San Francisco’s transit service may hit the road for an upcoming “Roadeo,” a bus driving competition controversially hosted in North Carolina.
The agency that runs The City’s bus and train service, the San Francisco Municipal Transportation Agency, is considering pulling its participation from the American Public Transportation Association’s May conference, which features a bus driving competition that’s known as a “Roadeo.”
The conference is slated to be held May 15-18 in Charlotte, N.C. San Francisco cable car operator Kevin Grady, who won APTA’s 40-foot bus “Roadeo” last year, is set to defend San Francisco’s first place international title at the conference.
However, North Carolina is home to a recent bill restricting transgender people’s bathroom use to those matching the sex on their birth certificates, which has prompted growing backlash and calls for boycotts.
Rockers like Bruce Springsteen and Ringo Starr and companies including Deutsche Bank and Paypal have backed out of plans to perform or expand in North Carolina because of the law. New York State banned all nonessential state travel to North Carolina.
San Francisco Mayor Ed Lee in late March also banned nonessential, publicly funded city travel to North Carolina from departments “under my authority,” he said in a statement.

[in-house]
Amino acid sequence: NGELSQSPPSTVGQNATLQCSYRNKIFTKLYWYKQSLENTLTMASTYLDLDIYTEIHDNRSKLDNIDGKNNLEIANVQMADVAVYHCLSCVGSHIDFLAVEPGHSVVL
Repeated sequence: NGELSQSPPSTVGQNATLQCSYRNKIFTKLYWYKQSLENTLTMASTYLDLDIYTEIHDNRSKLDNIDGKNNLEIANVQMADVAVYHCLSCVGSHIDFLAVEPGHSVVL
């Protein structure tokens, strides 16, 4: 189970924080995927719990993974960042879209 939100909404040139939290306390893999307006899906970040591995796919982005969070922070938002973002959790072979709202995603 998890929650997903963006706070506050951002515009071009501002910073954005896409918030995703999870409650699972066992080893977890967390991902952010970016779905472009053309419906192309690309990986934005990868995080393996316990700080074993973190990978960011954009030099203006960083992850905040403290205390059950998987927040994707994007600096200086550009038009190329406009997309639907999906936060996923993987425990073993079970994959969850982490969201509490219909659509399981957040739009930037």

The SFMTA, however, is unique in San Francisco government and defined as “autonomous” in The City’s charter, calling into question whether it is subject to Lee’s order.
The city charter says the SFMTA’s director of transportation “has sole control of the agency’s administrative matters.”
SFMTA Director of Transportation Ed Reiskin told the San Francisco Examiner he believes in the mayor’s directive, but wanted to give event organizers a chance to relocate the “Roadeo” from North Carolina before the SFMTA pulls out of the conference.
“Mayor Lee has issued a directive banning the use of any publicly funded travel to North Carolina,” Reiskin told the Examiner. “We are standing with the mayor and San Francisco to condemn discrimination and to promote the protection of rights for all Americans.”
Still, Reiskin isn’t ready to pull the plug on the “Roadeo” yet.
“To that end, we believe Kevin Grady should have the opportunity to defend his international Roadeo title, which is why we are calling on APTA to postpone or move the event to a different location,” he said.
If APTA does not pull the “Roadeo” from North Carolina, Reiskin said he will have no choice but to abandon it, he said.
Though APTA said in a statement that it strongly supports LGBT rights, APTA has said it will not cancel its conference in North Carolina.
“There have been calls for a boycott of North Carolina, and some governments have enacted official travel restrictions for their employees,” APTA said in a statement. “APTA signed contracts to hold our Bus & Paratransit Conference and Roadeo in North Carolina more than four years ago. Unfortunately, we are legally bound to adhere to those contracts.”
APTA is already facing fallout.
The Los Angeles County Metropolitan Transportation Authority has effectively barred its employees from traveling to North Carolina for public business, including the APTA conference, according to the Los Angeles Times.
Since Mayor Lee’s ban was announced, Supervisor Scott Wiener has introduced a measure to statutorily ban city-sponsored travel to states with LGBT discriminatory laws.